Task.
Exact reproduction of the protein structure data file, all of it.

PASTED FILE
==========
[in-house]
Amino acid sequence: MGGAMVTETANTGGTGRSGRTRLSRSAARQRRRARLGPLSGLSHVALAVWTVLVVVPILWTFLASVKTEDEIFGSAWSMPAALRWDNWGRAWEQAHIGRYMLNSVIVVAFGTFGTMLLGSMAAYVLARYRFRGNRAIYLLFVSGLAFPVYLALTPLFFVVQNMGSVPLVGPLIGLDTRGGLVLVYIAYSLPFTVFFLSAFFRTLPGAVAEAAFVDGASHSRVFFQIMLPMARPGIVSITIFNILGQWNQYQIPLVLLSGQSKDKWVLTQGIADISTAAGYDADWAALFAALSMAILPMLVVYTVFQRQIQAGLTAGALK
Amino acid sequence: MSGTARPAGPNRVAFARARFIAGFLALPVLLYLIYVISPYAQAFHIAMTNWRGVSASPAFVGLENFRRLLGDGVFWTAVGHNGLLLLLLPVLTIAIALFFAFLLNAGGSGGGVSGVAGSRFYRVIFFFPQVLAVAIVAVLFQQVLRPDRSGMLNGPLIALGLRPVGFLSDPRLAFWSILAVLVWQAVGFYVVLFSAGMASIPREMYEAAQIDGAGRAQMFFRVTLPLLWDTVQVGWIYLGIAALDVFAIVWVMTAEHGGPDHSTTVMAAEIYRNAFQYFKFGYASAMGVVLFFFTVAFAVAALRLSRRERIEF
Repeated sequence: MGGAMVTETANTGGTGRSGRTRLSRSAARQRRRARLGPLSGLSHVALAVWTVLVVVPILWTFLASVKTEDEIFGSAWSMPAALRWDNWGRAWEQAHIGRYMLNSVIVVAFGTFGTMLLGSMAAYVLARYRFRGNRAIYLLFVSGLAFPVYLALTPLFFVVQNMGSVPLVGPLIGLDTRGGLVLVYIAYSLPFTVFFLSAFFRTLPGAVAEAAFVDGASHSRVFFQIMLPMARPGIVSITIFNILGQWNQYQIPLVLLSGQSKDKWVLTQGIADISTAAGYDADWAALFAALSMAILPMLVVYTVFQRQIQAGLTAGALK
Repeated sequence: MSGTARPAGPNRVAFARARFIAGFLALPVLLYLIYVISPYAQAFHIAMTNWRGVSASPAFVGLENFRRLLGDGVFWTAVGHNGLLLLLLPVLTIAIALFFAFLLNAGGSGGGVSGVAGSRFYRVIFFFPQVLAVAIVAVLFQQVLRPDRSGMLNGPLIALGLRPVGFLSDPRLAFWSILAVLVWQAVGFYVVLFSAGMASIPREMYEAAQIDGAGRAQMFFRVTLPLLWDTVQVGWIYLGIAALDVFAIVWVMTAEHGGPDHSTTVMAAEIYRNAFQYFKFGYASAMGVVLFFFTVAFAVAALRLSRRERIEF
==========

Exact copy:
[in-house]
Amino acid sequence: MGGAMVTETANTGGTGRSGRTRLSRSAARQRRRARLGPLSGLSHVALAVWTVLVVVPILWTFLASVKTEDEIFGSAWSMPAALRWDNWGRAWEQAHIGRYMLNSVIVVAFGTFGTMLLGSMAAYVLARYRFRGNRAIYLLFVSGLAFPVYLALTPLFFVVQNMGSVPLVGPLIGLDTRGGLVLVYIAYSLPFTVFFLSAFFRTLPGAVAEAAFVDGASHSRVFFQIMLPMARPGIVSITIFNILGQWNQYQIPLVLLSGQSKDKWVLTQGIADISTAAGYDADWAALFAALSMAILPMLVVYTVFQRQIQAGLTAGALK
Amino acid sequence: MSGTARPAGPNRVAFARARFIAGFLALPVLLYLIYVISPYAQAFHIAMTNWRGVSASPAFVGLENFRRLLGDGVFWTAVGHNGLLLLLLPVLTIAIALFFAFLLNAGGSGGGVSGVAGSRFYRVIFFFPQVLAVAIVAVLFQQVLRPDRSGMLNGPLIALGLRPVGFLSDPRLAFWSILAVLVWQAVGFYVVLFSAGMASIPREMYEAAQIDGAGRAQMFFRVTLPLLWDTVQVGWIYLGIAALDVFAIVWVMTAEHGGPDHSTTVMAAEIYRNAFQYFKFGYASAMGVVLFFFTVAFAVAALRLSRRERIEF
Repeated sequence: MGGAMVTETANTGGTGRSGRTRLSRSAARQRRRARLGPLSGLSHVALAVWTVLVVVPILWTFLASVKTEDEIFGSAWSMPAALRWDNWGRAWEQAHIGRYMLNSVIVVAFGTFGTMLLGSMAAYVLARYRFRGNRAIYLLFVSGLAFPVYLALTPLFFVVQNMGSVPLVGPLIGLDTRGGLVLVYIAYSLPFTVFFLSAFFRTLPGAVAEAAFVDGASHSRVFFQIMLPMARPGIVSITIFNILGQWNQYQIPLVLLSGQSKDKWVLTQGIADISTAAGYDADWAALFAALSMAILPMLVVYTVFQRQIQAGLTAGALK
Repeated sequence: MSGTARPAGPNRVAFARARFIAGFLALPVLLYLIYVISPYAQAFHIAMTNWRGVSASPAFVGLENFRRLLGDGVFWTAVGHNGLLLLLLPVLTIAIALFFAFLLNAGGSGGGVSGVAGSRFYRVIFFFPQVLAVAIVAVLFQQVLRPDRSGMLNGPLIALGLRPVGFLSDPRLAFWSILAVLVWQAVGFYVVLFSAGMASIPREMYEAAQIDGAGRAQMFFRVTLPLLWDTVQVGWIYLGIAALDVFAIVWVMTAEHGGPDHSTTVMAAEIYRNAFQYFKFGYASAMGVVLFFFTVAFAVAALRLSRRERIEF